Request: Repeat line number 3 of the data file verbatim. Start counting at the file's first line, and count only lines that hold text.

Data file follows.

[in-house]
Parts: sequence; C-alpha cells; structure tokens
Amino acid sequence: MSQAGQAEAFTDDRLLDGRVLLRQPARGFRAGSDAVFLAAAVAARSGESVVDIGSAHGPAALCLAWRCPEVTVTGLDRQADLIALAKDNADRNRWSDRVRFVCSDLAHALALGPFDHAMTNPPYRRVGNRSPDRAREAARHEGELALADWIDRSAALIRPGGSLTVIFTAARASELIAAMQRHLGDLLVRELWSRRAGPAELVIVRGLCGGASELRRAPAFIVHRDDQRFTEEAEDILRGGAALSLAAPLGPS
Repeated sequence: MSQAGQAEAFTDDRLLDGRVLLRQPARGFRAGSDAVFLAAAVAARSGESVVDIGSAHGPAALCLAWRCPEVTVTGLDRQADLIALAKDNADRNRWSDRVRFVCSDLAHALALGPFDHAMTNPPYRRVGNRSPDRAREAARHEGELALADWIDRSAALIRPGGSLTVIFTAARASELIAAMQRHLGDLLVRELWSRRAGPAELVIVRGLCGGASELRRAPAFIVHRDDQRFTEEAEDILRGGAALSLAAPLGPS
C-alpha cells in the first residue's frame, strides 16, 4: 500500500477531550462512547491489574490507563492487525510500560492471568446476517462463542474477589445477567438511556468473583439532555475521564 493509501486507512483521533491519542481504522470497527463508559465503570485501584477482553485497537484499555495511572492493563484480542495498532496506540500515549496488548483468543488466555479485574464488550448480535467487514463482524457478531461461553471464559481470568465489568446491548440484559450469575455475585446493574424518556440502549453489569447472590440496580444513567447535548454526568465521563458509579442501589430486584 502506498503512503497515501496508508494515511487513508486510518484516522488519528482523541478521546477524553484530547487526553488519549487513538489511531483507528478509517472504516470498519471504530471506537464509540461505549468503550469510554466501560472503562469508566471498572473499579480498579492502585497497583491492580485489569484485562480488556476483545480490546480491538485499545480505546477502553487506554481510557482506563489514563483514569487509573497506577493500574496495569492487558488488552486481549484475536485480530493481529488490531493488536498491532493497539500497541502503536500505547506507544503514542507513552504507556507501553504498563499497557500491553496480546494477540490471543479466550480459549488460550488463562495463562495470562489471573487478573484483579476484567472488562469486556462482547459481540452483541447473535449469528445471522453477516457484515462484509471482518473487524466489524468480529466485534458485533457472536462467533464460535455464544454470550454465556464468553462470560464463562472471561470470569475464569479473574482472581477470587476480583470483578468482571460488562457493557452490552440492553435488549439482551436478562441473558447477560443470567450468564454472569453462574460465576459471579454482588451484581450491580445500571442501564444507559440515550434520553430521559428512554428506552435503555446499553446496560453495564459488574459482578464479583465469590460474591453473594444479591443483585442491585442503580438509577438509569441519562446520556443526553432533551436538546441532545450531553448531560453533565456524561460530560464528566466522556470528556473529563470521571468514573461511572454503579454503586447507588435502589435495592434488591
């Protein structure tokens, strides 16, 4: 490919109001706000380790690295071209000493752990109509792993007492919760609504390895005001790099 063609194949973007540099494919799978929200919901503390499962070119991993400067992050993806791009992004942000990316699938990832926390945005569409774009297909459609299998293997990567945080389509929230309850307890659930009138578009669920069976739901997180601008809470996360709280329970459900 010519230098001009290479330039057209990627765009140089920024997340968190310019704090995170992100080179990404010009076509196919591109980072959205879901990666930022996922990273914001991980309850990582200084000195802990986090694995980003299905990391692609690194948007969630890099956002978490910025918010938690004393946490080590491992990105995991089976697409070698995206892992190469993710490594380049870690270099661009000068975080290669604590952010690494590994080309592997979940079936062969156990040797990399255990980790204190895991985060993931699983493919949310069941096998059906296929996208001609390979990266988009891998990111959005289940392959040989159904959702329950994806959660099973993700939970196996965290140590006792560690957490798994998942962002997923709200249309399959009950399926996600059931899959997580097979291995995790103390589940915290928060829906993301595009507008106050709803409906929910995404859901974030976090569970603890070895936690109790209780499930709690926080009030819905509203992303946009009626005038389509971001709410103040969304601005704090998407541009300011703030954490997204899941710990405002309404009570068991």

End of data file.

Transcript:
Amino acid sequence: MSQAGQAEAFTDDRLLDGRVLLRQPARGFRAGSDAVFLAAAVAARSGESVVDIGSAHGPAALCLAWRCPEVTVTGLDRQADLIALAKDNADRNRWSDRVRFVCSDLAHALALGPFDHAMTNPPYRRVGNRSPDRAREAARHEGELALADWIDRSAALIRPGGSLTVIFTAARASELIAAMQRHLGDLLVRELWSRRAGPAELVIVRGLCGGASELRRAPAFIVHRDDQRFTEEAEDILRGGAALSLAAPLGPS